94. JJ says:

    Notice the founder of the blog no longer has time for us as he is too busy feeding his white elephant.

  95. A.West says:

    Here’s a bummer from Reinhart and Rogoff:
    …public debts in the advanced economies have surged in recent years to levels not recorded since the end of World War II, surpassing the heights reached during the First World War and the Great Depression. At the same time, private debt levels, particularly those of financial institutions and households, are in uncharted territory and are (in varying degrees) a contingent liability of the public sector in many countries. Historically, high leverage episodes have been associated with slower economic growth and a higher incidence of default or, more generally, restructuring of public and private debts. A more subtle form of debt restructuring in the guise of financial repression (which had its heyday during the tightly regulated Bretton Woods system) also importantly facilitated sharper and more rapid debt reduction than would have otherwise been the case from the late 1940s to the 1970s. It is conjectured here that the pressing needs of governments to reduce debt rollover risks and curb rising interest expenditures in light of the substantial debt overhang (combined with the widespread official aversion to explicit restructuring) are leading to a revival of financial repression – including more directed lending to government by captive domestic audiences (such as pension funds), explicit or implicit caps on interest rates, and tighter regulation on cross-border capital movements.

  96. Nicholas says:

    This is the money Grim could have saved if he had listened to bloggers on the NJREREPORT.

    http://goo.gl/mOHt7

  97. Comrade Nom Deplume says:

    majorly off topic alert.

    I have been admitted to practice in the United States Tax Court

    You can be admitted too if you are a lawyer and have $35.

    One more engraved certificate to add to the stack in the corner of my office.

  98. JJ says:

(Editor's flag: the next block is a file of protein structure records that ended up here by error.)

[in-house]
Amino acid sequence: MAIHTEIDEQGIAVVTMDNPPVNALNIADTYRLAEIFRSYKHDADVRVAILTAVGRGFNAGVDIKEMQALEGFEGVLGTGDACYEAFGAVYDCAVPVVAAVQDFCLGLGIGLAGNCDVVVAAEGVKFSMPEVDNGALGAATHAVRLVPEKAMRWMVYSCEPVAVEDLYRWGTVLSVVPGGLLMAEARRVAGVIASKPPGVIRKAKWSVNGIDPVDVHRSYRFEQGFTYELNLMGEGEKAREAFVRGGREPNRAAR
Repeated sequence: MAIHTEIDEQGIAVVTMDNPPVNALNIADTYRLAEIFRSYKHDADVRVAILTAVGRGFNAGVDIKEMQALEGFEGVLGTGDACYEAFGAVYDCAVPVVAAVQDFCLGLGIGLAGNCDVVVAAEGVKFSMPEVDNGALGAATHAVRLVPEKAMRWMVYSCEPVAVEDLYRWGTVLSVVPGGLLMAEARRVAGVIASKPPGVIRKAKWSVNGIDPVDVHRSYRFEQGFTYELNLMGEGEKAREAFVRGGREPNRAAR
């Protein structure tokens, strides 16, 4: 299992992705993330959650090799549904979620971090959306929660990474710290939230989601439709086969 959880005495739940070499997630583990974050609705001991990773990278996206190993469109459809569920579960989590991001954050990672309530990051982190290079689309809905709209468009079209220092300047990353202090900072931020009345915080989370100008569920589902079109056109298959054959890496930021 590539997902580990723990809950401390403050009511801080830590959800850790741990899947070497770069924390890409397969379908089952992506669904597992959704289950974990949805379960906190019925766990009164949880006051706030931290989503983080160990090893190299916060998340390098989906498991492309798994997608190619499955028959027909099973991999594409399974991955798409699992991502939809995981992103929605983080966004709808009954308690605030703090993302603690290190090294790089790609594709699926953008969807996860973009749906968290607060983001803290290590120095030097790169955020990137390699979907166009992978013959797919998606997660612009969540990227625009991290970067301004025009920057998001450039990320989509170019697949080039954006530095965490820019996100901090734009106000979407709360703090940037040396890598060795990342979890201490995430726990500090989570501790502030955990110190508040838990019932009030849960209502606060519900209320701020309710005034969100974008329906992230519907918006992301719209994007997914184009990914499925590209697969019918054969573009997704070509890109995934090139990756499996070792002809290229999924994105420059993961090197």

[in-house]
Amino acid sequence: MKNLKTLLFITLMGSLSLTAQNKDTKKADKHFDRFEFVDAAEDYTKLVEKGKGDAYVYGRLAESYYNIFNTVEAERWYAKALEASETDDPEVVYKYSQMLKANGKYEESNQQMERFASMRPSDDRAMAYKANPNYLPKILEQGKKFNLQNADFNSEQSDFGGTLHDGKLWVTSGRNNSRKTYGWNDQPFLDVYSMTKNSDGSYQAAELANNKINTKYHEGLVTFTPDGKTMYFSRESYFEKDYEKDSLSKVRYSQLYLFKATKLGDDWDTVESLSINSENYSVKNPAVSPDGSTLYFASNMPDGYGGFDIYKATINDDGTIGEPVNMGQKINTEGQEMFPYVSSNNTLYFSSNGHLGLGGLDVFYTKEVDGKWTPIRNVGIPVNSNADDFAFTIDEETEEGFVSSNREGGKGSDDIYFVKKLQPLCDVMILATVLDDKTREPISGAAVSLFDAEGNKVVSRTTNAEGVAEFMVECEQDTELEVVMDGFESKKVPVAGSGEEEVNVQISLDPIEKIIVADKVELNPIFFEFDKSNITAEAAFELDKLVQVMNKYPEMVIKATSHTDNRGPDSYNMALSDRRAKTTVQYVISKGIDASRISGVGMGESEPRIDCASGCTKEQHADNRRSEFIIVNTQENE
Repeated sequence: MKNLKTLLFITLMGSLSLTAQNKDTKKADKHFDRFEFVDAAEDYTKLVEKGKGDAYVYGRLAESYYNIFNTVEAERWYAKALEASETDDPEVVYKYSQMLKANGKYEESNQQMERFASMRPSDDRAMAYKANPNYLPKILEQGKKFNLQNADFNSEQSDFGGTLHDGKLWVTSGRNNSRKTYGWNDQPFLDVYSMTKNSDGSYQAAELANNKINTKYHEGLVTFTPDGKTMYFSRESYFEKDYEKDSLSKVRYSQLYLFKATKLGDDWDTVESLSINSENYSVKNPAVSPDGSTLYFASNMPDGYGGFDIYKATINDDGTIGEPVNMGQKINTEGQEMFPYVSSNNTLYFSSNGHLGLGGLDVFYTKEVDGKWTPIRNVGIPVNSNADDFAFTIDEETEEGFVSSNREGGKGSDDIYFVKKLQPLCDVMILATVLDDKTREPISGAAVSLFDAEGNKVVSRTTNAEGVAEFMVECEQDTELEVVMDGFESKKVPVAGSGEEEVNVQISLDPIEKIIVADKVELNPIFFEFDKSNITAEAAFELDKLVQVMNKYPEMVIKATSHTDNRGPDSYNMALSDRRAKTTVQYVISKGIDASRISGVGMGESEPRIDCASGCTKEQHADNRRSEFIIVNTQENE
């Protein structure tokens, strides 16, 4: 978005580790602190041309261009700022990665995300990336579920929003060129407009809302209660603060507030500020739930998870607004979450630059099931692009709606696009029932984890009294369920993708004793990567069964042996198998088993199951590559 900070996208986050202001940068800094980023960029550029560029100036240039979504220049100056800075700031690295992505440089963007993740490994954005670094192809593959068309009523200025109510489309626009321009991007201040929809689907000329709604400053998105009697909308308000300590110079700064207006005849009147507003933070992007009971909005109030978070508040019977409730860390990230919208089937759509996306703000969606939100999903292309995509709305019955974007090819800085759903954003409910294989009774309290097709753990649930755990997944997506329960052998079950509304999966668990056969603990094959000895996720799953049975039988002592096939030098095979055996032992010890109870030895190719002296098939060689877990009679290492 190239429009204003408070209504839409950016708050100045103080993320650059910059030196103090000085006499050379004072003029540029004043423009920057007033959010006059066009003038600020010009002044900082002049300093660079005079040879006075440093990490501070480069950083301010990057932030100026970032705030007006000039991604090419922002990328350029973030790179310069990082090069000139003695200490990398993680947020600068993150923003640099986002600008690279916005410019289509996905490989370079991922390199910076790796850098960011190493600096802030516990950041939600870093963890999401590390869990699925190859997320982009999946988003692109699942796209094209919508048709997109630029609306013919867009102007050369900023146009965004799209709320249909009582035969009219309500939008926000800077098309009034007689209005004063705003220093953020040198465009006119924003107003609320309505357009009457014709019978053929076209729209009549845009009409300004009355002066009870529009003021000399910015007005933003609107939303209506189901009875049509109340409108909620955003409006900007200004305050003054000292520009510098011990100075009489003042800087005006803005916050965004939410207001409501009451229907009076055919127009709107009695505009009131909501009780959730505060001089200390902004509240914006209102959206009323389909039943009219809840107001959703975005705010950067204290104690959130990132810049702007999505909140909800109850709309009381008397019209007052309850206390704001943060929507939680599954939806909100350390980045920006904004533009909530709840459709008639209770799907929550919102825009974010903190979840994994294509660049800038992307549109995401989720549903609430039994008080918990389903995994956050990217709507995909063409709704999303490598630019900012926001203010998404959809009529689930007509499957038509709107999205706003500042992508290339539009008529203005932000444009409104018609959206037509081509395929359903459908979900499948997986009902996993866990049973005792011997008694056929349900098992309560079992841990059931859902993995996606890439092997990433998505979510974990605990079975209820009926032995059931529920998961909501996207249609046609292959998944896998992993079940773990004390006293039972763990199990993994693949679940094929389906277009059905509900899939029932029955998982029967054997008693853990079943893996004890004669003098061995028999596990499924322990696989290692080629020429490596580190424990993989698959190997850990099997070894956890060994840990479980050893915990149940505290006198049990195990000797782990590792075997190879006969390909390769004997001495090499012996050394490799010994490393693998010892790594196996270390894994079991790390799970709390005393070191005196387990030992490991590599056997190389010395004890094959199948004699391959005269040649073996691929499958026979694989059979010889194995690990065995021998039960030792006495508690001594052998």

Grim is now in surbubia with the family this weekend where the big night out involves crushing peanut shells on the floor of The Ground Round or the never ending pasta bowl at the Olive Garden. Manja and don’t forget the coupons and put the bread sticks in your wife’ purse you now have a mortgage to feed.

  99. JJ says:

    Big deal, when you are done practicing and actually know what you are doing give us an update.

    Comrade Nom Deplume says:
    June 30, 2011 at 1:39 pm

    majorly off topic alert.

    I have been admitted to practice in the United States Tax Court

    You can be admitted too if you are a lawyer and have $35.

    One more engraved certificate to add to the stack in the corner of my office.

  100. Nicholas says:

    If the link doesn’t work then you should shut your eyes really tight and think about the stack of money with eyes on top of it from the GEICO commercials.

  101. Comrade Nom Deplume says:

    [98] A.West

    Conjectured?????

    I will go further and say, heck yeah, it is already happening.

  102. Comrade Nom Deplume says:

    [103] JJ

    It is a well-settled truth that any professional who thinks he knows it all, doesn’t.

    How about you? You know it all, right?

  103. chicagofinance says:

    Manja? Reminds me of a personal ad this Irish chick I knew ran….she wrote CHOW BELLA….I almost shit my pants laughing so hard……

    JJ says:
    June 30, 2011 at 1:40 pm
    Grim is now in surbubia with the family this weekend where the big night out involves crushing peanut shells on the floor of The Ground Round or the never ending pasta bowl at the Olive Garden. Manja and don’t forget the coupons and put the bread sticks in your wife’ purse you now have a mortgage to feed.

  104. chicagofinance says:

    Youth In Asia

  105. A.West says:

    Comrade,
    Tell me about it. You know it’s bad when you start getting junk mail about “high yield deposit accounts” with 1.0% interest rates. Brazil is about the only place on earth where you can get a decent yield. It’s been like that for a long time.

  106. Painhrtz - Salmon of Doubt says:

    At at least I know my Federal Tax dollars are being put to good use

    http://news.yahoo.com/photos/china-s-jiaozhou-bay-bridge-1309439624-slideshow/

    mom my Graduate degree is currently used as a coaster, Leather bindings keep my furniture nice from cold beer on humid days

  107. Painhrtz - Salmon of Doubt says:

    stupid blackberry Nom! unless I was thinking of The Avengers, British TV show, not the comic book

  108. JC says:

    Pain #92: We’ve got you beat up here in PBC. There was a bear in a tree on Kinderkamack Road by the Blue Moon in Park Ridge last week.

  109. Painhrtz - Salmon of Doubt says:

    JC, the state doesn’t allow me to shoot bears unless they threaten unicorns. Remember the Bear in Newark a few years back the cops had cornered and was shot. He had his paws up and giving up, the Newark cops acted on manual and gunned him down because he was a black bear.

    i’ll be here all week

  110. Kettle1^2 says:

    Shore

    Check out this footage of Calhoun

    http://www.youtube.com/watch?v=_zosA6pPH_E&feature=player_embedded#at=86

    Water levels now reported at about 1007 – 1008 ft as of june 24.